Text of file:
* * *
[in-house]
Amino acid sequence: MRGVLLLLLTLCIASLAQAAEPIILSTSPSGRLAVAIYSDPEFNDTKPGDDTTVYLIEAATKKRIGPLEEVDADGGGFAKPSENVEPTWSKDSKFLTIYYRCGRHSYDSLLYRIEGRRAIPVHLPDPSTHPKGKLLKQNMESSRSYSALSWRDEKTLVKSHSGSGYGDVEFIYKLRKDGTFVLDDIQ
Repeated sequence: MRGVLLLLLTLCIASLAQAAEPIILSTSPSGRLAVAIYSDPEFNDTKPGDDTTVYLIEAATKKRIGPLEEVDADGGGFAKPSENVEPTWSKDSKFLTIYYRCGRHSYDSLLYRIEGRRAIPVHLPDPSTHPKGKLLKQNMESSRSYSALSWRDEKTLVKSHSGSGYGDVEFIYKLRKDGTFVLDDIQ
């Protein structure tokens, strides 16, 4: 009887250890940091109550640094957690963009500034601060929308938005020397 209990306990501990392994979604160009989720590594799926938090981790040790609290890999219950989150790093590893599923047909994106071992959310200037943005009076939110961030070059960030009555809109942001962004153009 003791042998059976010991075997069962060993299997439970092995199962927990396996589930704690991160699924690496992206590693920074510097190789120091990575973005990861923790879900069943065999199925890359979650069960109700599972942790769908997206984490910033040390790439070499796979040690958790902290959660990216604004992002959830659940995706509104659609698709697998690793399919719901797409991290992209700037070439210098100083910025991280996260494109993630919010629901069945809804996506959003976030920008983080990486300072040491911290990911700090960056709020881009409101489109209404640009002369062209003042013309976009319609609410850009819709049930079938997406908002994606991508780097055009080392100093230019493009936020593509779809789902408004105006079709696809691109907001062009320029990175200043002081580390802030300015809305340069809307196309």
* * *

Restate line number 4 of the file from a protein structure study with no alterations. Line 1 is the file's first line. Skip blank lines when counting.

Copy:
């Protein structure tokens, strides 16, 4: 009887250890940091109550640094957690963009500034601060929308938005020397 209990306990501990392994979604160009989720590594799926938090981790040790609290890999219950989150790093590893599923047909994106071992959310200037943005009076939110961030070059960030009555809109942001962004153009 003791042998059976010991075997069962060993299997439970092995199962927990396996589930704690991160699924690496992206590693920074510097190789120091990575973005990861923790879900069943065999199925890359979650069960109700599972942790769908997206984490910033040390790439070499796979040690958790902290959660990216604004992002959830659940995706509104659609698709697998690793399919719901797409991290992209700037070439210098100083910025991280996260494109993630919010629901069945809804996506959003976030920008983080990486300072040491911290990911700090960056709020881009409101489109209404640009002369062209003042013309976009319609609410850009819709049930079938997406908002994606991508780097055009080392100093230019493009936020593509779809789902408004105006079709696809691109907001062009320029990175200043002081580390802030300015809305340069809307196309």